Monday, September 08, 2008

Conservatives Continue Ad Blitz - Part Two

Tories step up attack in counter-branding effort

Along with three enthusiasm-themed ads (discussed earlier today), the Conservative party released three negative ads directed at the policies of Liberal rival Stephane Dion.

In almost comical fashion, the Conservatives are seeking to portray Dion as a gamble for Canada. The first ad features a "Scratch n' lose" lottery ticket, portraying Dion's policies as a "triple threat" to Canadians.

In the first ad, the Conservatives press Dion over musing about hiking the GST, eliminating the Conservative $1200 per year childcare plan and the carbon tax.

On all three propositions, the Conservatives insist, Canadians lose.

In the second ad -- this time featuring a one-armed bandit -- the Conservatives raise the prospect of higher gas prices, grocery bills and increased cost of virtually all consumer goods under Stephane Dion.

As the unseen gambler continues to play the machine, each pull comes up Stephane Dion -- and each pull comes up as a loss.

In the third ad, the Conservatives use the imagrey of a craps table to address Dion's various flip-flops regarding carbon taxation -- noting that Dion was against it as a Liberal leadership candidate, suddenly for it as Liberal leader, and unwilling to commit to specific policy points -- or even release them for public consideration.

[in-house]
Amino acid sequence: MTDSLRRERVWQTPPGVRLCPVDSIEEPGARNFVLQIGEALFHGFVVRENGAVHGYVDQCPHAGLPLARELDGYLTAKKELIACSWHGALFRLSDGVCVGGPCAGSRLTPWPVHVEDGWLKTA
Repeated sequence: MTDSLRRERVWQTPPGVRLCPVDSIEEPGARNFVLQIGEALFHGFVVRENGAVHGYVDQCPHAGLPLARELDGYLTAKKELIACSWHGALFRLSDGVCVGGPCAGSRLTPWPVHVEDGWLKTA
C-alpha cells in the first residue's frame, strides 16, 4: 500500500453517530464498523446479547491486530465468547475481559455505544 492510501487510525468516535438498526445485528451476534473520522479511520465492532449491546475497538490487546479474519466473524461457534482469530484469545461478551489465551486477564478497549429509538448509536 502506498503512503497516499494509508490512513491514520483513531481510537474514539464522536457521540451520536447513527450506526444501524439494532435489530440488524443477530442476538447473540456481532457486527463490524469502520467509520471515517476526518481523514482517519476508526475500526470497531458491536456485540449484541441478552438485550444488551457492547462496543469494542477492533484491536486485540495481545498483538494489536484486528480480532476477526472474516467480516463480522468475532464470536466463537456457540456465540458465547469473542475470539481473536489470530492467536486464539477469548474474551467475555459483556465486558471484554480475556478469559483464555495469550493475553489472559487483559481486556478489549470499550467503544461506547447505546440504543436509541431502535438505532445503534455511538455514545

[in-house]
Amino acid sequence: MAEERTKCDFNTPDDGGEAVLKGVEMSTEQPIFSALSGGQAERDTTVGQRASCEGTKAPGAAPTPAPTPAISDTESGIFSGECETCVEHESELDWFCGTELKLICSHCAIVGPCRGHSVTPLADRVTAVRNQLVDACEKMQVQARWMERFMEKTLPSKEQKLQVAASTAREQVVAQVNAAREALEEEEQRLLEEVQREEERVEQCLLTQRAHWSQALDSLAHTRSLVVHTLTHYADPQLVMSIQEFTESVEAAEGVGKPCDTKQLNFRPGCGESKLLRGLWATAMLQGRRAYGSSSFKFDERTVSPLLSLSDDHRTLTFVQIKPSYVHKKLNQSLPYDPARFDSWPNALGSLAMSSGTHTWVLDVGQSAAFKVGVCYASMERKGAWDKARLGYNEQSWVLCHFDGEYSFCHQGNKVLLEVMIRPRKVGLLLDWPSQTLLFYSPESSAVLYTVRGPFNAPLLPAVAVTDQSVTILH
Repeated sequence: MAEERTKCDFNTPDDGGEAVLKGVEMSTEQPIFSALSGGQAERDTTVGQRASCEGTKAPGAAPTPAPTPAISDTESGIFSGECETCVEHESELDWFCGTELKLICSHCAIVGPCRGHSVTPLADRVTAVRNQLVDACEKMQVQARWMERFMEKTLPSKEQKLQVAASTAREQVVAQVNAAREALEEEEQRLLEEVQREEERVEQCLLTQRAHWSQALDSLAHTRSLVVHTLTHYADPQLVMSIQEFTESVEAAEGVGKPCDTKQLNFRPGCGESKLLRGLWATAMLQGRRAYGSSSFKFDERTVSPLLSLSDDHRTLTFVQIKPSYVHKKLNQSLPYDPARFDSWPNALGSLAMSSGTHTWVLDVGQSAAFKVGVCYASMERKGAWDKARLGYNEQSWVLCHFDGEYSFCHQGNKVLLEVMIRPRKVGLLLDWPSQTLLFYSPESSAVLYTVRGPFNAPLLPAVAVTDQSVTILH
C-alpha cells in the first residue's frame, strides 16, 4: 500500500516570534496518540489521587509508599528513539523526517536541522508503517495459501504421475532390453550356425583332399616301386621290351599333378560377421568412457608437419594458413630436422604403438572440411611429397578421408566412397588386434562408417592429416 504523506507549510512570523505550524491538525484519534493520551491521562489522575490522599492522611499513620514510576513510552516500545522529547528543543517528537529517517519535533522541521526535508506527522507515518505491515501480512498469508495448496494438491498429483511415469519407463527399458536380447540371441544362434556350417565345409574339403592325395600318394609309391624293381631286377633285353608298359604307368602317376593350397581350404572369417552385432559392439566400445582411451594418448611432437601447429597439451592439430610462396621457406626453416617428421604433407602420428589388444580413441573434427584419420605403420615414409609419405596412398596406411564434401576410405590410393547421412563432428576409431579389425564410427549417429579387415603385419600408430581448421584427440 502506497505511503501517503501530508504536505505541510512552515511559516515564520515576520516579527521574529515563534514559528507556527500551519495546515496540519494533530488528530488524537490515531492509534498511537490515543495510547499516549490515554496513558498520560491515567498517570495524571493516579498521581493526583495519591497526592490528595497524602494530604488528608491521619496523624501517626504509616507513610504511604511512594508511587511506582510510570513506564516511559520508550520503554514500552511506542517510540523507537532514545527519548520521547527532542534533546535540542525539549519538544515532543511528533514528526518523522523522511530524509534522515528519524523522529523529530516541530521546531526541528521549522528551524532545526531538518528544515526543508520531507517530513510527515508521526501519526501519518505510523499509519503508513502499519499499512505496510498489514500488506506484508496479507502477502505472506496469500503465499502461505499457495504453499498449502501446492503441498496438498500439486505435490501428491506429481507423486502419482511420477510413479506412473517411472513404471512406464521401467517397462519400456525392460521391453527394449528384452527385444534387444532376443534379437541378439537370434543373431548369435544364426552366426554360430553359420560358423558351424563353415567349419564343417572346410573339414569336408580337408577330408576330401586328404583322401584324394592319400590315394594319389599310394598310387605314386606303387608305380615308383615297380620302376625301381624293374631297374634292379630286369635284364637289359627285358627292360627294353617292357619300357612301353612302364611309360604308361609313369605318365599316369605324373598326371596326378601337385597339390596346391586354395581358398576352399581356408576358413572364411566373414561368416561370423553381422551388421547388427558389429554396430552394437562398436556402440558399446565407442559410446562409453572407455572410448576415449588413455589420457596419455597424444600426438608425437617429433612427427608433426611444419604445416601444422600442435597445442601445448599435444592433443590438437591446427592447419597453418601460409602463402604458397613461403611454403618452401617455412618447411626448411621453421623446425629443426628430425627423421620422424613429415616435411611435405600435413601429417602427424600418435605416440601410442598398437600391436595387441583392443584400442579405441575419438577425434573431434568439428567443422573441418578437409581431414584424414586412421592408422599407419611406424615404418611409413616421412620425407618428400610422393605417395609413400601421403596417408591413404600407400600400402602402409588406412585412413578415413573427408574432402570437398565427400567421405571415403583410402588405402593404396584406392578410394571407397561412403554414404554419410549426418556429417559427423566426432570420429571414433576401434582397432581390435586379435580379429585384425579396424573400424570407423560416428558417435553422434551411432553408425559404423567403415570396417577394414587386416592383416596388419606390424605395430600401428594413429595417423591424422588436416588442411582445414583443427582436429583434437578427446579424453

As the unseen shooter throws four dice, they continually come up spelling "DION", featuring a clip of Dion making contradictory policy statements just before the dealer continually pulls them away.

On the final throw, the dice instead come up spelling "RISK".

The ads in question are a slick counter-branding effort, likely prepared months in advance and just waiting until the Liberals released their first pro-Green Shift ad.

Not only do the ads counter Liberal party policy proposals with reasons for some sobering second thought, but they also continue to counter what is becoming a common assesment of conservatives -- that they lack a sense of humour.

The ads are also presciently themed. With the kinds of changes Stephane Dion wants to make to the Canadian tax structure, there is no question that Canadians voting for Stephane Dion are taking a real gamble. These Conservative ads should prove to be rather effective, as they're merely reminding Canadians of things they already know.

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